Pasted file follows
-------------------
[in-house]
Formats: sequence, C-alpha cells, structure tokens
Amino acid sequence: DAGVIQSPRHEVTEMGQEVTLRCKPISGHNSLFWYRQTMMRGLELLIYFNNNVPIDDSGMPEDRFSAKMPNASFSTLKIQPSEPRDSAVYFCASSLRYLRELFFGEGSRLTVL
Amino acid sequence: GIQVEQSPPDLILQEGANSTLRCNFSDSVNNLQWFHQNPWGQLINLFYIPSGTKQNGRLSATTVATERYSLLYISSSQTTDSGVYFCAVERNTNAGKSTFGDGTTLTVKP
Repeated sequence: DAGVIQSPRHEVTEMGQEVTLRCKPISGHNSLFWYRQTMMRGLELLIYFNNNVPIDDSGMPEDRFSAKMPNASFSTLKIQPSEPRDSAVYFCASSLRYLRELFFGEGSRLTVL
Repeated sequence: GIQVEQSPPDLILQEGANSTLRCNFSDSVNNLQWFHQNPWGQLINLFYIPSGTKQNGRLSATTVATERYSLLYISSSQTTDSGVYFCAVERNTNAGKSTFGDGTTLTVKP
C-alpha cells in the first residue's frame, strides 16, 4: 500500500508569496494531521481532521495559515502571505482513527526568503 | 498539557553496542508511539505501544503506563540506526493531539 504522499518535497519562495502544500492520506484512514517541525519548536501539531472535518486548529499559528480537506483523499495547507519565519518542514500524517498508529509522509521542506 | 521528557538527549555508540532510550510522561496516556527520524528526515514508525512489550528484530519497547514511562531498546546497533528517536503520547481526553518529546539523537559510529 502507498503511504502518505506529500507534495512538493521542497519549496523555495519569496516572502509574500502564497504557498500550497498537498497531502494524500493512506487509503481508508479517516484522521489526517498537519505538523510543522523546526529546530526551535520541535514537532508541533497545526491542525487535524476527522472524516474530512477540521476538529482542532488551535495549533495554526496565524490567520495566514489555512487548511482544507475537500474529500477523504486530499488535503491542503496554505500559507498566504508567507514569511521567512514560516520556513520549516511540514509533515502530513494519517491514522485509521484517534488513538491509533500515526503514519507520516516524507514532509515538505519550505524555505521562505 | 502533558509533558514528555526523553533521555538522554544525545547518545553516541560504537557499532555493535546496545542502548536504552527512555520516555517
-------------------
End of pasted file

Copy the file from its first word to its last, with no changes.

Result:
[in-house]
Formats: sequence, C-alpha cells, structure tokens
Amino acid sequence: DAGVIQSPRHEVTEMGQEVTLRCKPISGHNSLFWYRQTMMRGLELLIYFNNNVPIDDSGMPEDRFSAKMPNASFSTLKIQPSEPRDSAVYFCASSLRYLRELFFGEGSRLTVL
Amino acid sequence: GIQVEQSPPDLILQEGANSTLRCNFSDSVNNLQWFHQNPWGQLINLFYIPSGTKQNGRLSATTVATERYSLLYISSSQTTDSGVYFCAVERNTNAGKSTFGDGTTLTVKP
Repeated sequence: DAGVIQSPRHEVTEMGQEVTLRCKPISGHNSLFWYRQTMMRGLELLIYFNNNVPIDDSGMPEDRFSAKMPNASFSTLKIQPSEPRDSAVYFCASSLRYLRELFFGEGSRLTVL
Repeated sequence: GIQVEQSPPDLILQEGANSTLRCNFSDSVNNLQWFHQNPWGQLINLFYIPSGTKQNGRLSATTVATERYSLLYISSSQTTDSGVYFCAVERNTNAGKSTFGDGTTLTVKP
C-alpha cells in the first residue's frame, strides 16, 4: 500500500508569496494531521481532521495559515502571505482513527526568503 | 498539557553496542508511539505501544503506563540506526493531539 504522499518535497519562495502544500492520506484512514517541525519548536501539531472535518486548529499559528480537506483523499495547507519565519518542514500524517498508529509522509521542506 | 521528557538527549555508540532510550510522561496516556527520524528526515514508525512489550528484530519497547514511562531498546546497533528517536503520547481526553518529546539523537559510529 502507498503511504502518505506529500507534495512538493521542497519549496523555495519569496516572502509574500502564497504557498500550497498537498497531502494524500493512506487509503481508508479517516484522521489526517498537519505538523510543522523546526529546530526551535520541535514537532508541533497545526491542525487535524476527522472524516474530512477540521476538529482542532488551535495549533495554526496565524490567520495566514489555512487548511482544507475537500474529500477523504486530499488535503491542503496554505500559507498566504508567507514569511521567512514560516520556513520549516511540514509533515502530513494519517491514522485509521484517534488513538491509533500515526503514519507520516516524507514532509515538505519550505524555505521562505 | 502533558509533558514528555526523553533521555538522554544525545547518545553516541560504537557499532555493535546496545542502548536504552527512555520516555517